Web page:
14.The pressures on profit margins in the food supply chain was noted by Defra: “the agri-food chain faces particular workforce challenges driven by pressures to keep product prices low for consumers in a highly competitive sector with low returns for businesses”, and that, as a result, “in recent years these industries have relied heavily on low-wage migrant labour”.35 Kevin Foster also highlighted retailers’ pressure on suppliers to keep their prices low as a reason for why they had to come to rely on migrant labour:

It would also be complacent not to reflect on whether migration should be the alternative to offering fair terms, conditions and packages. Should we be playing up to […] the impact of some major buyers and supermarkets looking to push prices down based on the ability to access this type of labour via the migration system? Is that where we should be or should we say, “No, your first stop is the domestic labour market”? You work with Defra and the DWP [Department for Work and Pensions] to recruit. If you cannot, after those sorts of efforts, you can eventually turn to migration.36

15.In order to secure the labour it requires to maintain production levels under the new immigration policy, the food supply chain will have to attract more resident staff. Although it must be recognised there are significant structural barriers preventing many domestic workers from substantial engagement in seasonal harvest work and this is not a new feature of the UK labour market. Additionally, as we explore in the following chapters, it should be recognised that it is not just a question of better pay, but also of improved conditions that will attract more UK workers to businesses in the food supply chain. While there are benefits to improving the attractiveness of the food supply chain as a place to work in terms of securing a more stable and predictable workforce, there is a risk that this may come at the cost of higher consumer food prices or a loss of market share to imports potentially produced to lower standards. This would impact on the UK’s food security and on the ability of some families to afford enough healthy nutritious food. As we made clear in our report on covid-19 and food supply there are already concerns about both. The Government should pay particular attention to food prices in the period after the introduction of the new immigration policy—if prices rise, due to a shortage of labour, it should stand ready to make appropriate policy adjustments.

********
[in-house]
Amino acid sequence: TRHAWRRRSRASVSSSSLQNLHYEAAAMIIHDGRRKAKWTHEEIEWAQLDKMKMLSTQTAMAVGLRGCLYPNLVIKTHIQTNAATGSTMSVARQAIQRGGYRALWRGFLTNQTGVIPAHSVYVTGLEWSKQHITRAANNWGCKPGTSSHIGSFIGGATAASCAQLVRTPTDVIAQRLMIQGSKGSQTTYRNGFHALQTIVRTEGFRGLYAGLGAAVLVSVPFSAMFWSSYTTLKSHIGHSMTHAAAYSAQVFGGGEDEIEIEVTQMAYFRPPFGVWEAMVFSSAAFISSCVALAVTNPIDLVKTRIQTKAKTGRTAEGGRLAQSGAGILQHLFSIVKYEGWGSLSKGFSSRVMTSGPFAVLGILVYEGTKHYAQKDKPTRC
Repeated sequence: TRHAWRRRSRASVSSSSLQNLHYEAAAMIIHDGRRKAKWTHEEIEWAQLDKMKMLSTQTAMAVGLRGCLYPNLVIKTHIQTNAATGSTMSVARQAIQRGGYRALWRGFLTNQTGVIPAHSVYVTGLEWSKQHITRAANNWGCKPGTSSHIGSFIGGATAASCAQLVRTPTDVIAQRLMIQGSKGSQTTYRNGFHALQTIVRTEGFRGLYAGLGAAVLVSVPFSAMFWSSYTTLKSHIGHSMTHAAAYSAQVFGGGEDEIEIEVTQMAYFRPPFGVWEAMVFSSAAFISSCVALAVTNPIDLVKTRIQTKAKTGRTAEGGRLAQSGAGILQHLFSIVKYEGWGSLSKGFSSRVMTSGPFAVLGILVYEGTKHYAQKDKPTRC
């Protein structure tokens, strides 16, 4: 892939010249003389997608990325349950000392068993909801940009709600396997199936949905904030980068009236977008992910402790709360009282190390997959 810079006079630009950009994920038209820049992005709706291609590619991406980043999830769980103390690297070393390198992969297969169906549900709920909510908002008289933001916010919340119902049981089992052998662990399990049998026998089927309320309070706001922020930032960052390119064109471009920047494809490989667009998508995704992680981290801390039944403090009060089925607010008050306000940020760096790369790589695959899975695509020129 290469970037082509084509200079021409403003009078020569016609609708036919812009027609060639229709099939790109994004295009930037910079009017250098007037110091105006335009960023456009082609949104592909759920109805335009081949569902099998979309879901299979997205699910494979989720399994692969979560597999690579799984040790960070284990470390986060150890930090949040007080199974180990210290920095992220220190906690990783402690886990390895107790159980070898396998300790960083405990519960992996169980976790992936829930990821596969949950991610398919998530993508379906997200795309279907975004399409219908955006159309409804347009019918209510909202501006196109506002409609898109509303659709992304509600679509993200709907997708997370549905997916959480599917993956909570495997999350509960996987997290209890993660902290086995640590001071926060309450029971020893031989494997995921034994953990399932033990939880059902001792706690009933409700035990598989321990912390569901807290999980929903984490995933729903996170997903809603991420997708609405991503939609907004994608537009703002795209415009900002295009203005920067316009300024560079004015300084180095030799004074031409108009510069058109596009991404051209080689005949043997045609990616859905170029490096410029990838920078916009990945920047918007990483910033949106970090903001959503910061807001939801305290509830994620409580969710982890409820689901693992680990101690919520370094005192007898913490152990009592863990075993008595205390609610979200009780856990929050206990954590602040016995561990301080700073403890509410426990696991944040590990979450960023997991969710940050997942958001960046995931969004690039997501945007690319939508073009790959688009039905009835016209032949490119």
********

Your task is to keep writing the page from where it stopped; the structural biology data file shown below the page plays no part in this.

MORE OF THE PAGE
13 HM Government, The UK’s future skills-based immigration system (December 2018)

14 HM Government, The UK’s future skills-based immigration system (December 2018), p52, para 6.42

17 Additional routes include the “Global Talent”, “Start-up”, “Innovator”, student and graduate routes.

18 RQF: Regulated Qualifications Framework in England, Wales and Northern Ireland. SCQF: Scottish Credit and Qualifications Framework in Scotland. Both allow different types of qualification to be compared.

19 HM Government, The UK’s Points-Based Immigration System: Further Details (July 2020), p17, paras 37 and 39

20 HM Government, The UK’s Points-Based Immigration System: Further Details (July 2020), p17, para 37

21 If the role is not on the Shortage Occupation List and the PhD is not in a STEM subject relevant to the job, then the minimum income is either £23,040 or at least 90% of the going rate for the profession (whichever is higher).

22 Someone is classified as a new entrant if they are: switching from the Student or Graduate route to the Skilled Worker route; or under the age of 26 on the date of their application; or working towards recognised professional qualifications or moving directly into post-doctoral positions (HM Government, The UK’s Points-Based Immigration System: Further Details (July 2020), p25, para 56)

23 HM Government, The UK’s Points-Based Immigration System: Further Details (July 2020), p17, para 41

24 HM Government, The UK’s Points-Based Immigration System: Policy Statement (February 2020), pp3–4

25 HM Government, The UK’s Points-Based Immigration System: Further Details (July 2020), p59, para 140

26 Home Affairs Committee, Work of the Minister for Future Borders and Immigration, HC 919 2019–21, 4 November 2020, Q125

27 GOV.UK, Apply to the EU Settlement Scheme (settled and pre-settled status), webpage. Where “continuous residence” requires being resident in the UK for at least six months in any 12-month period.

29 Environment, Food and Rural Affairs Committee, First Report of Session 2019–21, COVID-19 and food supply, HC 263, Chapter 2

31 National Farmers Union (LFS0037) p2

35 Department for Environment, Food and Rural Affairs (LFS0033) para 1.1.2




Published: 22 December 2020 Site information    Accessibility statement